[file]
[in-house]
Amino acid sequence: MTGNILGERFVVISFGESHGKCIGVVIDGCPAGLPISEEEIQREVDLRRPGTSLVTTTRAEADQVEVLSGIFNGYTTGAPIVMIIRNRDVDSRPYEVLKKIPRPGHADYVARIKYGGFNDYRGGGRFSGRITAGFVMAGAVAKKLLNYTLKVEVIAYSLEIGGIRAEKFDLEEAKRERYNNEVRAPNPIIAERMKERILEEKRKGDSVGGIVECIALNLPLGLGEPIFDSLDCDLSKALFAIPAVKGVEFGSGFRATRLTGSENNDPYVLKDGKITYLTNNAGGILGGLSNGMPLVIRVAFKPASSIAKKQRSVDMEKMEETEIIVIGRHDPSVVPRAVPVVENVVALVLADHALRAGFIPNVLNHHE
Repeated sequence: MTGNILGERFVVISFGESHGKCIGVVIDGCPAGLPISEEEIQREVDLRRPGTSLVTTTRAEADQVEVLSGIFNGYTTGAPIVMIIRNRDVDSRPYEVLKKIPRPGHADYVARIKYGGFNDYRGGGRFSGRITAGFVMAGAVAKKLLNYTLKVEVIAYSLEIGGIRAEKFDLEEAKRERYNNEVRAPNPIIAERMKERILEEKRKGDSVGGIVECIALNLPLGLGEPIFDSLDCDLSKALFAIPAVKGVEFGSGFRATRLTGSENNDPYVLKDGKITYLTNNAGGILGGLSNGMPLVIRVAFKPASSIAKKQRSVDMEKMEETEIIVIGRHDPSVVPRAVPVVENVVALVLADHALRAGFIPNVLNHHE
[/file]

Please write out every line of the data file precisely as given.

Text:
[in-house]
Amino acid sequence: MTGNILGERFVVISFGESHGKCIGVVIDGCPAGLPISEEEIQREVDLRRPGTSLVTTTRAEADQVEVLSGIFNGYTTGAPIVMIIRNRDVDSRPYEVLKKIPRPGHADYVARIKYGGFNDYRGGGRFSGRITAGFVMAGAVAKKLLNYTLKVEVIAYSLEIGGIRAEKFDLEEAKRERYNNEVRAPNPIIAERMKERILEEKRKGDSVGGIVECIALNLPLGLGEPIFDSLDCDLSKALFAIPAVKGVEFGSGFRATRLTGSENNDPYVLKDGKITYLTNNAGGILGGLSNGMPLVIRVAFKPASSIAKKQRSVDMEKMEETEIIVIGRHDPSVVPRAVPVVENVVALVLADHALRAGFIPNVLNHHE
Repeated sequence: MTGNILGERFVVISFGESHGKCIGVVIDGCPAGLPISEEEIQREVDLRRPGTSLVTTTRAEADQVEVLSGIFNGYTTGAPIVMIIRNRDVDSRPYEVLKKIPRPGHADYVARIKYGGFNDYRGGGRFSGRITAGFVMAGAVAKKLLNYTLKVEVIAYSLEIGGIRAEKFDLEEAKRERYNNEVRAPNPIIAERMKERILEEKRKGDSVGGIVECIALNLPLGLGEPIFDSLDCDLSKALFAIPAVKGVEFGSGFRATRLTGSENNDPYVLKDGKITYLTNNAGGILGGLSNGMPLVIRVAFKPASSIAKKQRSVDMEKMEETEIIVIGRHDPSVVPRAVPVVENVVALVLADHALRAGFIPNVLNHHE